The surface which is to be ablated or etched by the pulsed ions or pulsed plasma may comprise many different materials, both organic and inorganic. Organic materials may be any solid organic such as natural or synthetic polymeric material. Inorganic materials such as ceramics (e.g., SiO2, TiO2, etc.), glasses, metals, composites, layered materials (e.g., metal coated polymers, metal coated ceramics, polymer coated ceramics, etc.), and the like may be used in the practice of the invention.
"Polymers", as used in the present invention, may include both inorganic or organic polymers. Organic polymeric materials include, for example, polyesters (e.g., polyethyleneterephthalate), polyfluorene, polyimide, polyamides, polycarbonates, polyolefins, polyepoxides, polysiloxanes, polyethers, polyetherimides, polysulfones, polyurethanes, polyvinyl resins (e.g., polyvinyl chloride, polyvinylidene chloride, polyvinyl alcohol), fluorinated and/or chlorinated polymers (such as polytetrafluoroethylene), polyvinyl acetals, and other film forming polymers, both natural and synthetic polymers. Inorganic polymers include such materials as glasses and ceramics. Polymers, unless otherwise restricted include both organic and inorganic polymers.
Where the substrate (carrier layer) is a semicrystalline polymer (or polyimide, which displays some semicrystalline characteristics), a similar product may be produced in a different way. The semicrystalline (or polyimide) polymeric substrate may be coated with a layer of metal or inorganic oxide. The coating may be done in any manner as by vapor deposition, sputtering, sol coating, etc. and will generally be at a coating thickness of 1 to 500 nm. The pulsing of ions or plasma in a patterned (imagewise) distribution against the coating layer (of metal or inorganic oxide). The energy and duration of the pulsing must be insufficient to significantly ablate the coating. Preferably there is no ablation at all. However, the energy and duration should be sufficient to create a quasi-amorphous state in the polymer beneath the pulsed areas of the coating (see U.S. Pat. Nos. 4,872,451; 4,868,006; 4,879,176; and 4,902,378 for the definition and qualities of a quasi-amorphous polymer). The creation of the quasi-amorphous areas under the coating changes the strength of adhesion of the coating with respect to areas that have not been rendered quasi-amorphous. The weaker bond areas (where not pulsed) can be selectively stripped from the carrier layer. In general, the effect of the pulsed ions or plasma on semicrystalline materials, within the fluence ranges of the present invention, is to increase adherence to that surface.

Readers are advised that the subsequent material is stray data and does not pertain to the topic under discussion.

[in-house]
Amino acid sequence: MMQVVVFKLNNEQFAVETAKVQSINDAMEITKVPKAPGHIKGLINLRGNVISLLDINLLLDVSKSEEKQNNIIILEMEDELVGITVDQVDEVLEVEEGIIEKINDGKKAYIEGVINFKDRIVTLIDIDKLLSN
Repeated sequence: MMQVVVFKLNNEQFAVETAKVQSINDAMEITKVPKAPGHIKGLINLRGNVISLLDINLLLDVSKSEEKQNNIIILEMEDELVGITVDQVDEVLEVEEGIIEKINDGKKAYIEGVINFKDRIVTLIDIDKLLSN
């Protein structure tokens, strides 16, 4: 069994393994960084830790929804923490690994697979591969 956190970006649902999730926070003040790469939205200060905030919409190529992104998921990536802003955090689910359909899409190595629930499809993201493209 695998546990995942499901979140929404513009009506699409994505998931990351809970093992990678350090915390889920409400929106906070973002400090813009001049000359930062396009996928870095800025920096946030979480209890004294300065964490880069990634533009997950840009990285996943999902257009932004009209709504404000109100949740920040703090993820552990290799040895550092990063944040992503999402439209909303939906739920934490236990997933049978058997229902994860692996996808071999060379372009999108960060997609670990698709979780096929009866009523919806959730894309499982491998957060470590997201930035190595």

A stripping type process can also be performed by first pulsing (with ions or plasma) in a patterned fashion the surface of a semicrystalline or polyimide material (preferably a film, sheet or flat material). This produces quasi-amorphous zones in the pulsed areas with semicrystalling materials and appears to produce a similar effect on polyimides. The metal or inorganic oxide layer may then be deposited over the surface (preferably by a process of atomic or molecular deposition such as vapor deposition or sputtering). Again, the deposited material more strongly bonds to the quasi-amorphous areas. This relative bonding strength may change by as little as a factor of 2.0 or as much as a factor of 12.0 or more. The material deposited onto unpulsed areas may be more readily stripped from the surface (as by the use of an adhesive tape applied to the coating). This leaves a pattern of the coating on the surface which corresponds to the pattern of the pulsing.
These processes leave discernible fingerprints in the final article that can be used to identify which type of process was used to form the final article. Where the pulsed ions or plasma was used to ablate areas of the coating (metal or metal oxide) from a semicrystalline or polyimide carrier layer, quasi-amorphous zones can be found in the areas free of the coating but not in areas where the coating remains in a pattern. This condition exists immediately after the process of forming the article. If the article is subsequently heated or annealed, the quasi-amorphous areas will revert to their semicrystalline state.
If the article is formed by patterned pulsing of the semicrystalline surface, before or after application of the coating, and then subsequent stripping of the coating from non-pulsed areas, the quasi-amorphous regions will be under the coating, but not in the coating free areas. Again, the quasi-amorphous zones can be converted to semicrystalline material by heating or annealing.